“Benefical” mutations are exceedingly rare (if they actually exist at all)
Only germline mutations MIGHT provide the mechanism for transmutation or universal common ancestry of life. These mutations must render new gene sequences that confer benefit. These copy errors must be passed to offspring and confer “benefit” or a fitness gain to the organism.
Biologist Douglas Axe studied this question directly. He examined the likelihood of random copy errors in preexisting genetic sequences conferring a benefit. In other words, did the supposed mechanism behind universal common ancestry evolution empirically exist?
Axe used a profoundly simple protein (gene) of a modest 150 amino acids in length (average is WELL over 350). He constructed a model that estimated the odds of a single new protein fold being introduced within the known mutation rates as observed empirically in the lab. He reasoned that the simplest known protein fold to render a new gene is called a “hook.” A hook consists of only two amino acid alterations (in most cases).
The results of the study found that the likelihood of such an occurrence ever happening, even once, was vanishingly low.1
The problem Axe found was mutations were much more likely to destroy a gene than help it. Trying to get two mutations to add a hook proved mathematically absurd.
Chances of a hook protein emerging
Axe determined that a random mutation conferring a hook protein fold had a minuscule 1 in 1077 chance of occurring even once.1 That is one followed by seventy-seven zeros! This is a nearly incomprehensible and absurd unlikelihood. To put it into perspective, there are an estimated 2.4 x 1082 atoms in the universe!2
Each birth or replication was (and is) a trial opportunity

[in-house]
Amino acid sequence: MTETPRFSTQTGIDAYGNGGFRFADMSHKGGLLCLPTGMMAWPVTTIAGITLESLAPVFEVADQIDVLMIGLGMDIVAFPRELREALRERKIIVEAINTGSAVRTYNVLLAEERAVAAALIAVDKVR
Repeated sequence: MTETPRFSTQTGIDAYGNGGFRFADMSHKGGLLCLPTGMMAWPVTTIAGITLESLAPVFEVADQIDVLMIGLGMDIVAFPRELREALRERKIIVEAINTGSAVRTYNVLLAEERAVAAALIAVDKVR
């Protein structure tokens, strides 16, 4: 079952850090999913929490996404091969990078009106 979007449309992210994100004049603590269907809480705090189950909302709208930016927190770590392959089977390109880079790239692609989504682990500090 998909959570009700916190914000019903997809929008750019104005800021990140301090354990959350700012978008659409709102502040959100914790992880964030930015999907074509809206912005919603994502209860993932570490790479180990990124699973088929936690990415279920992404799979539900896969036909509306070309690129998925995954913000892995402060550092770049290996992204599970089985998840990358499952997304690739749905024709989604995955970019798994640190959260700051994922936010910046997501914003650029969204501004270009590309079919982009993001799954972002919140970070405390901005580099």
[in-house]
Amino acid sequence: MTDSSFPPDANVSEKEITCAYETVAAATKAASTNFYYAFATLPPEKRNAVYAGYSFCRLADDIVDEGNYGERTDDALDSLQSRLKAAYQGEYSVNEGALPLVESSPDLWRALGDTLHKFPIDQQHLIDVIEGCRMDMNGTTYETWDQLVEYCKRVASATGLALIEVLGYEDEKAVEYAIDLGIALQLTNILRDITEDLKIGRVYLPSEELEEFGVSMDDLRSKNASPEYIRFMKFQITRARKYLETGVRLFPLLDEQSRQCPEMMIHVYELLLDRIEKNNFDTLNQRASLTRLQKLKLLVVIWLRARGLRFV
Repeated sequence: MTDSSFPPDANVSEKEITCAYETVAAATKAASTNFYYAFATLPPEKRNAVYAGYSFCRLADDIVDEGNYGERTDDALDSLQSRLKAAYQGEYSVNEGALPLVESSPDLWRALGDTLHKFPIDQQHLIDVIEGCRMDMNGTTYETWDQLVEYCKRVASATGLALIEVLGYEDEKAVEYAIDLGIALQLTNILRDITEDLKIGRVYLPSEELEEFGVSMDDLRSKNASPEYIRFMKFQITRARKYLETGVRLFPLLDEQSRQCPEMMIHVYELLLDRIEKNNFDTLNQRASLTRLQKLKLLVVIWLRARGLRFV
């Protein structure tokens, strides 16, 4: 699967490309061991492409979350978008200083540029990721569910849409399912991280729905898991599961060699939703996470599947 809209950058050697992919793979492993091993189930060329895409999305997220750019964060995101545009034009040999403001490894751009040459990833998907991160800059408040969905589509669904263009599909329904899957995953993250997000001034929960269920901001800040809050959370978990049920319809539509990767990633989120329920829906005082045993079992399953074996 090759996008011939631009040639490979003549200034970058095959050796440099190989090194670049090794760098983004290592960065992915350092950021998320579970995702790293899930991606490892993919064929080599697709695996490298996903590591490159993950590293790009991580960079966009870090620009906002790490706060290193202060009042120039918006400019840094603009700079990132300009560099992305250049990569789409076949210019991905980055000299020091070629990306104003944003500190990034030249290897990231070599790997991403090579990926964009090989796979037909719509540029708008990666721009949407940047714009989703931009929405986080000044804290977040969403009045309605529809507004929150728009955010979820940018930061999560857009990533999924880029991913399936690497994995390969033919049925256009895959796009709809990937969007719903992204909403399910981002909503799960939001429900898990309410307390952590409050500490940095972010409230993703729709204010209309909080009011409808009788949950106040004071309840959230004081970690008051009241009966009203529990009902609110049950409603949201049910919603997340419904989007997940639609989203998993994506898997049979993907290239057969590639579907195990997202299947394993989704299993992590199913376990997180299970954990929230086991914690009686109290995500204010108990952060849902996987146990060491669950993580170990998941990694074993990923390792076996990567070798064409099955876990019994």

However, Axe recognized that there were many opportunities or trials for this random event to have happened considering the vast number of life the earth has had over its (presumed) 4.5 billion year history. There was one new trial at conception (or replication) of each life form that has ever existed on earth (he included both extant and extinct life). Side note: The experiment presumes life already exists with DNA sequences and the pre-existing gene that can be mutated. How this first life form existed is another matter altogether. Anyway, the estimate (including yeasts, funguses, and bacteria) was a massive 1044.1
Chances compared to all trial opportunities
Axe divided these 1077 / 1044 (exponents cancel out in division 77 – 44 = 33) and calculated the chance of a simple hook protein fold emerging on a preexisting gene sequence (on a 150 amino acid chain), throughout all life that ever existed on earth, of happening only ONCE was a remote 1 in 1033.1
That is a ten trillion, trillion, trillion, million to one chance!
1- Axe DD. Estimating the prevalence of protein sequences adopting functional enzyme folds. J Mol Biol. 2004 Aug 27;341(5):1295-315. DOI: 10.1016/j.jmb.2004.06.058. PMID: 15321723.9-
2- Oxford University Maths “Number of atoms in the universe” Nov 2015 https://educationblog.oup.com/secondary/maths/numbers-of-atoms-in-the-universe#:~:text=Our%20galaxy%2C%20the%20Milky%20Way,2.4%20%C3%97%201067%20atoms.